I’ve been thinking a lot about Tylenol lately. In 2011, manufacturers made the strength of Infant Tylenol the same as Children’s Tylenol. They made the change because dosing errors happened too often with confusion about the strength of their product. Believe it or not, Infant Tylenol was actually MUCH more concentrated and stronger than Children’s Tylenol. What the company failed to do, however, was to truly simplify their product presentation and marketing.
Here’s what I want: Tylenol Suspension (160 mg/5ml). One bottle. With one calibrated dosing syringe. One dosing chart based on body weight (OK, you can put age on there, but only if the print is smaller so folks see it’s a second-best way to choose the dose.) Problem solved. Instead, we still have Infant’s Tylenol and Children’s Tylenol. It’s the same stuff in both bottles. There must be a business case for marketing the same liquid in two different boxes with accurate dosing syringes in some boxes but not in others.
While Tylenol is an effective medication for pain and fever, we forget sometimes that EVERY drug comes with risks and benefits. In the media of late, there have been several research studies calling attention to acetaminophen (AKA paracetamol) and its downsides. Research has suggested that children who are given Tylenol following vaccines make lower levels of antibodies than kids who don’t get it. Read more here and here if you are interested in details. This research made me ponder all the parents who were told to give a dose of Tylenol every four hours after my nurse gave vaccines, and I even used to send freebie-samples of Tylenol home as a gift. (I don’t any more.) It cost almost nothing, and it felt good to give away those little boxes of Tylenol. Now I wonder why I didn’t ask questions back when I was that newbie pediatrician and very much surprised by how much Tylenol parents gave their kids. Somehow, without realizing it, I had become part of the process, and perhaps now…part of the problem.
In May of 2013, NIH researchers published their findings on the rise in the incidence of autism. It correlates with an increased use of acetaminophen. ( http://www.ncbi.nlm.nih.gov/pmc/articles/PMC3673819/ ) The NIH study did not say Tylenol causes autism. I bet you could show that increased consumption of colorful-dye number 72 in Happy Meals and KidCuisines also correlates with a rise in autism and the use of acetaminophen. This does NOT mean eating Dye #72 makes you take more Tylenol and subsequently develop autism. Correlation does not mean cause.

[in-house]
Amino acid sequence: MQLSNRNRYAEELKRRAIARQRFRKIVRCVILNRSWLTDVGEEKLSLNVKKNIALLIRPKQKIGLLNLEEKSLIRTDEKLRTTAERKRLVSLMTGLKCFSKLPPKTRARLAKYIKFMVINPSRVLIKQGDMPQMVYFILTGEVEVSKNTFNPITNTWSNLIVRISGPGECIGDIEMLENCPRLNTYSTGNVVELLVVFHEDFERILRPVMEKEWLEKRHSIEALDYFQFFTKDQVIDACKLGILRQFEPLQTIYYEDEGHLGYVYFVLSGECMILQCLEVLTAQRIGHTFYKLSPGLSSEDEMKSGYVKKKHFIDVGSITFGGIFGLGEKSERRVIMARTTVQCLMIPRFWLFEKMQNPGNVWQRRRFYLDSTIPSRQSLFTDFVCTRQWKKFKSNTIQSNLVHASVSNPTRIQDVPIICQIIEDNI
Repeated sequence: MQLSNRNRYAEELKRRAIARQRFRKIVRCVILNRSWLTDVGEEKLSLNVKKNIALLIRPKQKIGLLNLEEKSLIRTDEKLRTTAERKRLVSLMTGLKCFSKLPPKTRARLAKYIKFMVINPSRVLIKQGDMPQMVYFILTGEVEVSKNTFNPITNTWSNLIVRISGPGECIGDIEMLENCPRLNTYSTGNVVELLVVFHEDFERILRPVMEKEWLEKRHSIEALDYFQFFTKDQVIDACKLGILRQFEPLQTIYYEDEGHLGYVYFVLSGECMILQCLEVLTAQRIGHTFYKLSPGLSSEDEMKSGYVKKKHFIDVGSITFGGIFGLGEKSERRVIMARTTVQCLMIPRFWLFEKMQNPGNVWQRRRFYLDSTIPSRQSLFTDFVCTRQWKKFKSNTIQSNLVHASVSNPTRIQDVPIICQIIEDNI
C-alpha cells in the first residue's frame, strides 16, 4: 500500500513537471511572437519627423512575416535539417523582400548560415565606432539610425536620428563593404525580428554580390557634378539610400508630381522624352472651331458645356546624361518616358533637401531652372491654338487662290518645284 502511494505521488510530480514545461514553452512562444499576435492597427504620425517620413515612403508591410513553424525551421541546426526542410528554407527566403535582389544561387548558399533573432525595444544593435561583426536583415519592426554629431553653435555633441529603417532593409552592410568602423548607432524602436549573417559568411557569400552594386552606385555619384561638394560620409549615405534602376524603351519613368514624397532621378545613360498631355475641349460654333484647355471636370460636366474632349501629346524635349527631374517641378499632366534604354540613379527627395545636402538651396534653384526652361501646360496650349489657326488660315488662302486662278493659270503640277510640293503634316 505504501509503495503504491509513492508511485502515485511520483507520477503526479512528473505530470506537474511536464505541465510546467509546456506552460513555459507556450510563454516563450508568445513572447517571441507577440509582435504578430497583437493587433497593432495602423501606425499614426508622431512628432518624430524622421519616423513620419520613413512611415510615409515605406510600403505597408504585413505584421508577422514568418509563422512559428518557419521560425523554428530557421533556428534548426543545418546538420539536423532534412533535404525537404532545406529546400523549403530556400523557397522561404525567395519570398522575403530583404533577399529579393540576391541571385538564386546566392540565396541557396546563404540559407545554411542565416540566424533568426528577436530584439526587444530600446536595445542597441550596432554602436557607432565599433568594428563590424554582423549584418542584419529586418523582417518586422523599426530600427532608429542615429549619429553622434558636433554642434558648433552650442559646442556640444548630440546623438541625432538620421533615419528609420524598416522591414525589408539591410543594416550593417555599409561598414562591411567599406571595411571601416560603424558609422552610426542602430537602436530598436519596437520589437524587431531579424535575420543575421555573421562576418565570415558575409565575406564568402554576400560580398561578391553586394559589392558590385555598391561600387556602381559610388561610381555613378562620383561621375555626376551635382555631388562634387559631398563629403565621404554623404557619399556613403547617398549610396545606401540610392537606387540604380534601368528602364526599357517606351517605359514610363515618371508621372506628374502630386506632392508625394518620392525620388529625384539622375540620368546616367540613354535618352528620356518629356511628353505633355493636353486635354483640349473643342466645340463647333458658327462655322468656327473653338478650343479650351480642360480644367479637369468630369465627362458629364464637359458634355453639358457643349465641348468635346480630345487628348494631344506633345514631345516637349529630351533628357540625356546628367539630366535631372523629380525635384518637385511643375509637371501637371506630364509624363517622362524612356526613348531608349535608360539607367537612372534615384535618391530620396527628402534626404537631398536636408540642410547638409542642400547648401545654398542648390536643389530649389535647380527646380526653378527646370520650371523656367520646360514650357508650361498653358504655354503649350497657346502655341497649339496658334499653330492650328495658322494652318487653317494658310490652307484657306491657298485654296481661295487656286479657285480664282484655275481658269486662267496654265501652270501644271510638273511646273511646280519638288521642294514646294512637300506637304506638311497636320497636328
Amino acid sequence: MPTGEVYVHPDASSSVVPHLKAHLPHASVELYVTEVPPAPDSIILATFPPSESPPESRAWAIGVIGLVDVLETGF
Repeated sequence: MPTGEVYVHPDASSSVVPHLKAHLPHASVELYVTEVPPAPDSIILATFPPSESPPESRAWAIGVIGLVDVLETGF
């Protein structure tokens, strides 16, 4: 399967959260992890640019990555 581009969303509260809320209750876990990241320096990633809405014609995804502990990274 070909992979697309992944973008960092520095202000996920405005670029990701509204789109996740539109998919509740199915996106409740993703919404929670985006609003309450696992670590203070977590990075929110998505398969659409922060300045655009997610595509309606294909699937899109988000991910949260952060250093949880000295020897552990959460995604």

here.) Attention and focus problems are on the rise, at lease in the Danish study population cited by this medical journal. The study correlates the how much Tylenol a pregnant woman takes with how likely her child is to have a diagnosis like ADHD. Again, correlation does not equal cause.A study published in the Journal of the American Medical Association, JAMAPediatrics, last week (February 24, 2014) suggests that there might be an association between how much acetaminophen a woman takes while pregnant and a later diagnosis of ADHD for her child. (You can read the abstract
One thing I learned is that the Tylenol molecule (N-acetyl–para-aminophenol)is an endocrine disruptor. Doctor’s have coined a buzz word for these molecules that interferes with the body’s hormone balance and metabolism. There are lots of these molecules in our environment, and as you might guess, scientists don’t fully understand all this endocrine disruption yet. If you are interested in the basic science research, you can read more about endocrine disruptors here.
Back to the fact that doctors have been recommending Tylenol for more than fifty years as safe and effective. We know parents want risk-free and painless, ‘safe and effective’ for our kids. Emerging research on Tylenol might be another Wake-Up Call for parents and pediatricians though. Nothing is risk-free. We should always be asking if the benefit of anything a doctor recommends will truly outweigh the known risks. ‘Safe and effective’ does have a price. Sometimes we have to pay attention for a long time to see what that price tag might be. You’ve noticed, I’m sure, that my train of thought has been all over the place in this blog. When I did the math, I was reassured to find that Tylenol hadn’t been in widespread use when my mother was having her babies. I come by my short attention span honestly.